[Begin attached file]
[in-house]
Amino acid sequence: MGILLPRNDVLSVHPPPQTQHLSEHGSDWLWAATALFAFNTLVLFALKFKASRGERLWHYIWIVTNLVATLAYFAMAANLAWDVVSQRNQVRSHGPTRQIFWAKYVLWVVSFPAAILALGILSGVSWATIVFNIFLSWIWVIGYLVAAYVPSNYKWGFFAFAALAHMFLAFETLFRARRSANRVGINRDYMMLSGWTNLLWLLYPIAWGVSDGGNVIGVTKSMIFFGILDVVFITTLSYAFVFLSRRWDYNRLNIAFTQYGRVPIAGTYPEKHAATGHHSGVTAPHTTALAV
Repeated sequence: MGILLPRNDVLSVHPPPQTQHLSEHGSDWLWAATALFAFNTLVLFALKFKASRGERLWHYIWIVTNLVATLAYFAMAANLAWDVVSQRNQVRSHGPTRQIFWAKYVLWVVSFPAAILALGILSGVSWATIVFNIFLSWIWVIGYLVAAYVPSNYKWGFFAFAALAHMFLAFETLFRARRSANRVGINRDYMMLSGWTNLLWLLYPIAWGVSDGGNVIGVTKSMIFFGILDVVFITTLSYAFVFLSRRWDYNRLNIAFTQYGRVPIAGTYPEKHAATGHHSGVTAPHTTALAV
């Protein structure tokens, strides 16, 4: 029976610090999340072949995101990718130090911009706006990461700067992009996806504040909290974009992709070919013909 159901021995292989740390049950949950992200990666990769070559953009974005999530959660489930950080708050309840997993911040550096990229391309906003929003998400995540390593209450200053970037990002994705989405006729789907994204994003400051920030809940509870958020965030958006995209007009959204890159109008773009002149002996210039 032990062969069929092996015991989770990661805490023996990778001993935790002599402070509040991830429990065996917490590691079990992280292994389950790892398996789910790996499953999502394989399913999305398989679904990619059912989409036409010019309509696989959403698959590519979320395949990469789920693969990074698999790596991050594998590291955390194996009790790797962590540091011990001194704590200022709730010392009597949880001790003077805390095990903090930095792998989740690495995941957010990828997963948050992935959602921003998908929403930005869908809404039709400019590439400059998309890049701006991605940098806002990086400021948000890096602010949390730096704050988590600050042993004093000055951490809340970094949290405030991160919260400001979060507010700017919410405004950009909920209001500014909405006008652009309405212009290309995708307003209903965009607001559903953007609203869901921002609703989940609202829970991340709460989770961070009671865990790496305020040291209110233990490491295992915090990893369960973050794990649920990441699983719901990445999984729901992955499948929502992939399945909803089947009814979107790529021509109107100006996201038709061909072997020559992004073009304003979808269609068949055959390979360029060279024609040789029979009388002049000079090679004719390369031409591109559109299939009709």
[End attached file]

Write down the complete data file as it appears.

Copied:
[in-house]
Amino acid sequence: MGILLPRNDVLSVHPPPQTQHLSEHGSDWLWAATALFAFNTLVLFALKFKASRGERLWHYIWIVTNLVATLAYFAMAANLAWDVVSQRNQVRSHGPTRQIFWAKYVLWVVSFPAAILALGILSGVSWATIVFNIFLSWIWVIGYLVAAYVPSNYKWGFFAFAALAHMFLAFETLFRARRSANRVGINRDYMMLSGWTNLLWLLYPIAWGVSDGGNVIGVTKSMIFFGILDVVFITTLSYAFVFLSRRWDYNRLNIAFTQYGRVPIAGTYPEKHAATGHHSGVTAPHTTALAV
Repeated sequence: MGILLPRNDVLSVHPPPQTQHLSEHGSDWLWAATALFAFNTLVLFALKFKASRGERLWHYIWIVTNLVATLAYFAMAANLAWDVVSQRNQVRSHGPTRQIFWAKYVLWVVSFPAAILALGILSGVSWATIVFNIFLSWIWVIGYLVAAYVPSNYKWGFFAFAALAHMFLAFETLFRARRSANRVGINRDYMMLSGWTNLLWLLYPIAWGVSDGGNVIGVTKSMIFFGILDVVFITTLSYAFVFLSRRWDYNRLNIAFTQYGRVPIAGTYPEKHAATGHHSGVTAPHTTALAV
């Protein structure tokens, strides 16, 4: 029976610090999340072949995101990718130090911009706006990461700067992009996806504040909290974009992709070919013909 159901021995292989740390049950949950992200990666990769070559953009974005999530959660489930950080708050309840997993911040550096990229391309906003929003998400995540390593209450200053970037990002994705989405006729789907994204994003400051920030809940509870958020965030958006995209007009959204890159109008773009002149002996210039 032990062969069929092996015991989770990661805490023996990778001993935790002599402070509040991830429990065996917490590691079990992280292994389950790892398996789910790996499953999502394989399913999305398989679904990619059912989409036409010019309509696989959403698959590519979320395949990469789920693969990074698999790596991050594998590291955390194996009790790797962590540091011990001194704590200022709730010392009597949880001790003077805390095990903090930095792998989740690495995941957010990828997963948050992935959602921003998908929403930005869908809404039709400019590439400059998309890049701006991605940098806002990086400021948000890096602010949390730096704050988590600050042993004093000055951490809340970094949290405030991160919260400001979060507010700017919410405004950009909920209001500014909405006008652009309405212009290309995708307003209903965009607001559903953007609203869901921002609703989940609202829970991340709460989770961070009671865990790496305020040291209110233990490491295992915090990893369960973050794990649920990441699983719901990445999984729901992955499948929502992939399945909803089947009814979107790529021509109107100006996201038709061909072997020559992004073009304003979808269609068949055959390979360029060279024609040789029979009388002049000079090679004719390369031409591109559109299939009709």